The soft creep of green across the landscape has begun here in northeast Kansas. Along with it comes a flush of gentle colors among the trees and shrubs-the fluffy whites of flowering pear, American plum, and old fashioned spirea, the brilliant reds of quince, and the lavender hues of the redbud. Of all these, redbuds are the most well known and yet under-used landscape trees. These understory trees can be found growing wild across much of North America, from Canada to Mexico. Here in Kansas, our annual explosion of redbud blooms starts in March or April, depending on the weather in March. This year the blooms have begun early, with many trees fully open with flower and abuzz with bees by March 20th.
Eastern redbud (Cercis canadensis) is a small to medium sized tree found growing along roadsides, in ditches, near streams and ponds, and along the wooded areas of Kansas. Redbud prefers the leafy shade of large trees, such as oaks, hickories, and walnuts found in eastern Kansas. Redbuds flower and leaf our long before these gentle giants, catching the early spring sunlight and delights of insects searching for an early meal of nectar and pollen. While they do not prefer full sun, redbuds can handle up to 6 hours of bright sunlight with only minimal leaf scorching. They can handle drought once established, but may be more susceptible to scorch, tatter, and insects.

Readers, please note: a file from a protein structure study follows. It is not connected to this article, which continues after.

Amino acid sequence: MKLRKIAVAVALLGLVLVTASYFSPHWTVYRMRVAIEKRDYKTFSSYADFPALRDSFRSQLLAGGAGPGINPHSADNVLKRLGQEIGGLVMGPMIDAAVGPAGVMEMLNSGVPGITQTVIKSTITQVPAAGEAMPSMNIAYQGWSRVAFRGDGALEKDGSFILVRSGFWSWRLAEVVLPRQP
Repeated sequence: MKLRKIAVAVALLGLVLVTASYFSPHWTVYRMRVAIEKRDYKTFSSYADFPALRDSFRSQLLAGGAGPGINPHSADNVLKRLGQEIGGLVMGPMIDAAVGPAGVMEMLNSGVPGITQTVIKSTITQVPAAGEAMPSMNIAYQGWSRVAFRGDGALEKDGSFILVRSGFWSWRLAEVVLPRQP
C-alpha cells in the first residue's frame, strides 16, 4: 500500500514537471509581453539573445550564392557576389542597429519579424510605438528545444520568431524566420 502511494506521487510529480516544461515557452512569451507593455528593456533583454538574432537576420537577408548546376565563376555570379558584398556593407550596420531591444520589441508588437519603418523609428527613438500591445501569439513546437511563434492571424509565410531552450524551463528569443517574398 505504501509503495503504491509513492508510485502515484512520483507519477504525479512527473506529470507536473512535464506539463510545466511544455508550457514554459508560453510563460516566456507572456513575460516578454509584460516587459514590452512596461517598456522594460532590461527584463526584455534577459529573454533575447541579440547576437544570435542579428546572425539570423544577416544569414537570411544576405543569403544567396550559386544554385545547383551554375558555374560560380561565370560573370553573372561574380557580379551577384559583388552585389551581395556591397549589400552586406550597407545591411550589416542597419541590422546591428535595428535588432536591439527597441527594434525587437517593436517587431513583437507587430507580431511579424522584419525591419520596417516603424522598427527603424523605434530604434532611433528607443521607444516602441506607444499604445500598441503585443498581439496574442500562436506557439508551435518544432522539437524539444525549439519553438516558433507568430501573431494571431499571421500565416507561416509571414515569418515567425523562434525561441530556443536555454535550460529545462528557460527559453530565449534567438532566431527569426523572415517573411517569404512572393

While scorch and tatter may be a problem for redbuds planted in full sun, trees planted in correct light and soil conditions have few insect and disease problems. Redbud leaffolders have larvae that feed on the leaves after rolling them with mucus. Canker diseases may be a problem in wetter years. And every few years when the fall webworms are bad, redbuds may have some of these insects infesting them.
There have been several introductions of redbud cultivars across the United States in recent years. Currently, here at Grimm’s Gardens, Doug Grimm is working on a white blooming selection from our little arboretum. It has pure white blooms and appears to be seedless. We also carry Minnesota strain redbuds with more cold hardiness, a twisty cultivar called ‘Lavender Twist’ and general eastern redbuds at all of our stores and online.
If you like to see the early spring blooms creeping across the Kansas landscape, be sure and look for that bit of pink to purple color of the redbuds.
Keep on planting!